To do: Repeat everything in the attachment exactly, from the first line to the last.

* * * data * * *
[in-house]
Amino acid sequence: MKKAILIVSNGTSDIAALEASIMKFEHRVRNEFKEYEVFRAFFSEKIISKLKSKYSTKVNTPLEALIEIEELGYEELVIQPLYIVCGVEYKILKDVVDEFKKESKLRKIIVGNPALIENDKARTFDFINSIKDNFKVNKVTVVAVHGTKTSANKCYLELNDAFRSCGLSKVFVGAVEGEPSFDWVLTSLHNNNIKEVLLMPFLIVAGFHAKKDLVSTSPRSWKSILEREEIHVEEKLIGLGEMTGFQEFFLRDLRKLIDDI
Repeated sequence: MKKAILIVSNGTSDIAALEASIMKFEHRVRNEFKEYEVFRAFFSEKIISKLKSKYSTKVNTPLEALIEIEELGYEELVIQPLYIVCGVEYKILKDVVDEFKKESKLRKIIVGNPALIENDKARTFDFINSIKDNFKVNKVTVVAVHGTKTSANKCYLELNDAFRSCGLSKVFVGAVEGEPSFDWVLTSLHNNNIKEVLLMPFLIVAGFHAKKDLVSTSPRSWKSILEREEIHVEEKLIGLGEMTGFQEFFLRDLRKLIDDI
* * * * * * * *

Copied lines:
[in-house]
Amino acid sequence: MKKAILIVSNGTSDIAALEASIMKFEHRVRNEFKEYEVFRAFFSEKIISKLKSKYSTKVNTPLEALIEIEELGYEELVIQPLYIVCGVEYKILKDVVDEFKKESKLRKIIVGNPALIENDKARTFDFINSIKDNFKVNKVTVVAVHGTKTSANKCYLELNDAFRSCGLSKVFVGAVEGEPSFDWVLTSLHNNNIKEVLLMPFLIVAGFHAKKDLVSTSPRSWKSILEREEIHVEEKLIGLGEMTGFQEFFLRDLRKLIDDI
Repeated sequence: MKKAILIVSNGTSDIAALEASIMKFEHRVRNEFKEYEVFRAFFSEKIISKLKSKYSTKVNTPLEALIEIEELGYEELVIQPLYIVCGVEYKILKDVVDEFKKESKLRKIIVGNPALIENDKARTFDFINSIKDNFKVNKVTVVAVHGTKTSANKCYLELNDAFRSCGLSKVFVGAVEGEPSFDWVLTSLHNNNIKEVLLMPFLIVAGFHAKKDLVSTSPRSWKSILEREEIHVEEKLIGLGEMTGFQEFFLRDLRKLIDDI